Magnesium chloride is one such better option for melting ice. It is effective at temperatures down to 5° F (-15°C). It is the least harmful, common ice melting chemical to plants, soil and infrastructure. The cost of this product is significantly higher that sodium chloride but the long-term benefits including lower operating temperatures, reduced plant impact and less damage to infrastructure and the larger environment provides benefits greater than the additional cost. When temperatures drop below 5° F (-15° C) the only alternative is calcium chloride. This material is slightly less harmful to plants and infrastructure than sodium chloride but is not as beneficial as magnesium chloride.
Salt use of all types can be reduced, which increases the benefits to plants and infrastructure. Using the lowest recommended application rates and being careful to clean up spills is critical. Using liquid forms has been shown to reduce application rates. Applying small amounts of the chemicals before the ice event usually results on lower overall application amounts. Adding small amounts of sand or other grit can reduce the need for applications as well.
Finally, early spring clean up by flushing the sidewalks with water and adding fresh water to the water harvesting system is important to the success of the trees. The upper parts of the trees can be flushed with water to reduce the impact on bud deformity from air born salt. The Bloor Street water harvesting system is designed to overflow into the streets during periods of rapid rainfall. This can be used to the advantage of washing the sidewalk with high volumes of water without washing much of the remaining salt into the tree soil. The water harvesting system is also designed to allow large volumes of water to be added directly into the water harvest distribution system by placing the hose into each inlet structure. This will allow flushing of the system in early spring prior to bud break.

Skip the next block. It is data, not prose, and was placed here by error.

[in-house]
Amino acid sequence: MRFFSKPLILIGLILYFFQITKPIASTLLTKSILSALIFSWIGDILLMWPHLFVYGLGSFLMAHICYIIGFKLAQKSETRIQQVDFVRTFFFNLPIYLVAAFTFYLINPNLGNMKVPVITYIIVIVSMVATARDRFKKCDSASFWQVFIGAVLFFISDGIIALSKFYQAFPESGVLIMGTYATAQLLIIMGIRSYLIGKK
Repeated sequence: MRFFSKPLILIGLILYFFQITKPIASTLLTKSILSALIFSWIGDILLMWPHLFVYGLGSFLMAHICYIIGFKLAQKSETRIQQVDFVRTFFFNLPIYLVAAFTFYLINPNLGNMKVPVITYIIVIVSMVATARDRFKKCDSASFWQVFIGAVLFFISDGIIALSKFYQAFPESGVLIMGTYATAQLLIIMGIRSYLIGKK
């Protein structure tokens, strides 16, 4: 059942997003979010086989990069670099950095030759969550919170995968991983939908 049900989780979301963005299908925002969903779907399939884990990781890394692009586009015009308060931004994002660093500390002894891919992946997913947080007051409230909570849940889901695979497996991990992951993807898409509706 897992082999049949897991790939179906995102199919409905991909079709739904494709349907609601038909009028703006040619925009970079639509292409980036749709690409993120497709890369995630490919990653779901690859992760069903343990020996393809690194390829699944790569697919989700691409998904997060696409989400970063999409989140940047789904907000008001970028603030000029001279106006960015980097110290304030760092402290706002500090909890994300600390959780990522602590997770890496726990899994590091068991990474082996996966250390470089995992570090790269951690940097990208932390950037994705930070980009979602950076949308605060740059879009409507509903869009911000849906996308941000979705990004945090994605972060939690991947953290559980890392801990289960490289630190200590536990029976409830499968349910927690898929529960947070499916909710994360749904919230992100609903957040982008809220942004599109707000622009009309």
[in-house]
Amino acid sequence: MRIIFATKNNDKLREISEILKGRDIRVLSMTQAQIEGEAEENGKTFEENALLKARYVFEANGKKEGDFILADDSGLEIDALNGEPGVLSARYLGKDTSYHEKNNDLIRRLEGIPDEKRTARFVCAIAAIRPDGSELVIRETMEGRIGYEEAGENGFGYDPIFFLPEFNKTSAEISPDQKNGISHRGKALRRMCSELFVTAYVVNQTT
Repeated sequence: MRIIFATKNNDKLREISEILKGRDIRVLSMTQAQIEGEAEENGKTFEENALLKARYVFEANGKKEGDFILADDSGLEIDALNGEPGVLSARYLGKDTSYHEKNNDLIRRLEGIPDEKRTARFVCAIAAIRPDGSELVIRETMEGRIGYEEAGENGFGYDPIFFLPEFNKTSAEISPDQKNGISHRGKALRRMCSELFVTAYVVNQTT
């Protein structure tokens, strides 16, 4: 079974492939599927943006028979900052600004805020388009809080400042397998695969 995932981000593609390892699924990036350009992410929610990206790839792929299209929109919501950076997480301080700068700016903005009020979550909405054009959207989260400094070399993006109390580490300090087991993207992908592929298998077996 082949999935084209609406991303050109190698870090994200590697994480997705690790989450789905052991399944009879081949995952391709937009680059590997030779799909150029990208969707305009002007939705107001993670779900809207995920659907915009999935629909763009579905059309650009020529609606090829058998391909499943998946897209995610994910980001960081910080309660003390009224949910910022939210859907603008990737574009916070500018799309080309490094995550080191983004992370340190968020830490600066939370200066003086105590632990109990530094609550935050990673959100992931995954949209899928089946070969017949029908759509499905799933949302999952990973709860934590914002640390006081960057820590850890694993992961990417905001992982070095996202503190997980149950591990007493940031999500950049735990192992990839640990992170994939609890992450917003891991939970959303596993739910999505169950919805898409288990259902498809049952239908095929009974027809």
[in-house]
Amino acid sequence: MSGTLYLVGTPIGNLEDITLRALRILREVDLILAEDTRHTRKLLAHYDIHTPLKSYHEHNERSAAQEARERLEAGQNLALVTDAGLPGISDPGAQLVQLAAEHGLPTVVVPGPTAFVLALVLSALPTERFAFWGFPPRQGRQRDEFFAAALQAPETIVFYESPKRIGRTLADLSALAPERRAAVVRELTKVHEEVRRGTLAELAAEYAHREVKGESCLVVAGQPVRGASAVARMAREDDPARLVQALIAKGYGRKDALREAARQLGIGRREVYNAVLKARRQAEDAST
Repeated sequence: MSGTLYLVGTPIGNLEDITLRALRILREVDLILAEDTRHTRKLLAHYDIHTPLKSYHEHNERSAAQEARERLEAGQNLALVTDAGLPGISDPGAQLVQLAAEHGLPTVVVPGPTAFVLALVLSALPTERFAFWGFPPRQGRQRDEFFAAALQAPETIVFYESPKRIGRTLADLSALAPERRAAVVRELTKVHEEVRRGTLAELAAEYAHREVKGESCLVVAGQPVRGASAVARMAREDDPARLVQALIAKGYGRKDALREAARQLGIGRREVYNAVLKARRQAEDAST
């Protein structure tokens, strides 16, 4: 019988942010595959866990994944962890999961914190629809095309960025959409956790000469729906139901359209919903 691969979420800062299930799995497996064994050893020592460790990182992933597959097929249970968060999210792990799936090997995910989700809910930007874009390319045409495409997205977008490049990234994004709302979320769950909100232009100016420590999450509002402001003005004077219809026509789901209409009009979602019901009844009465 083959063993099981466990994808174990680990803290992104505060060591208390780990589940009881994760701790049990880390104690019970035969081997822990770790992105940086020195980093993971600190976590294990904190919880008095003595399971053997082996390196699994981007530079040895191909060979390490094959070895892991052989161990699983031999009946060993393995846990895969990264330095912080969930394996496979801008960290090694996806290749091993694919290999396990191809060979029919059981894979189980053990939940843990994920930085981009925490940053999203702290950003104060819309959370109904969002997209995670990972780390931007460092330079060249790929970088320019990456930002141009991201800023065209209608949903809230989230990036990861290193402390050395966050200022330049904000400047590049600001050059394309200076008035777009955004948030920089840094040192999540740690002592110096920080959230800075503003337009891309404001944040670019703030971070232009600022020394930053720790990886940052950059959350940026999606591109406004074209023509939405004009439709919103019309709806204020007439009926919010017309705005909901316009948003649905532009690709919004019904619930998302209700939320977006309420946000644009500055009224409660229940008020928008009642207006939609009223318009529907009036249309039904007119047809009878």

1. Use magnesium chloride in the early and late parts of the winter when temperatures are above 5° F (-15° C).
2. When temperatures are predicted to be below -5° F (-15° C) use calcium chloride.
3. Use liquid forms of each chemical.
4. Educate maintenance personnel on proper techniques to reduce application rates.
5. Flush the sidewalks, beds and water harvesting system each spring after the last ice event and before the plants bud out. Wash the canopy of trees at this time.
6. Using larger quantities of well drained soil (at least 0.75″/1.9 cm per hour) will reduce the impact of water born salt on the tree. A minimum of 500 cubic feet (14 cubic meters) with 1,000 – 1,500 cubic feet (28 – 42 cubic meters) preferred, will significantly reduce the impact of water born salt by giving the tree a large buffer against salt concentration.
7. For trees planted in areas of poorly draining subsoils (less than 0.25″/.6 per hour) install subsoil drain lines when planting the tree or improve the drainage rates of the subsoil by loosening the compaction in the subsoil. The combination of larger soil volumes and better drainage allows salt to be flushed through the soil by spring rains.
Top Image: ghbrett
All other images courtesy of James Urban, FASLA & Dr. E Thomas Smiley (Bartlett Tree Laboratory)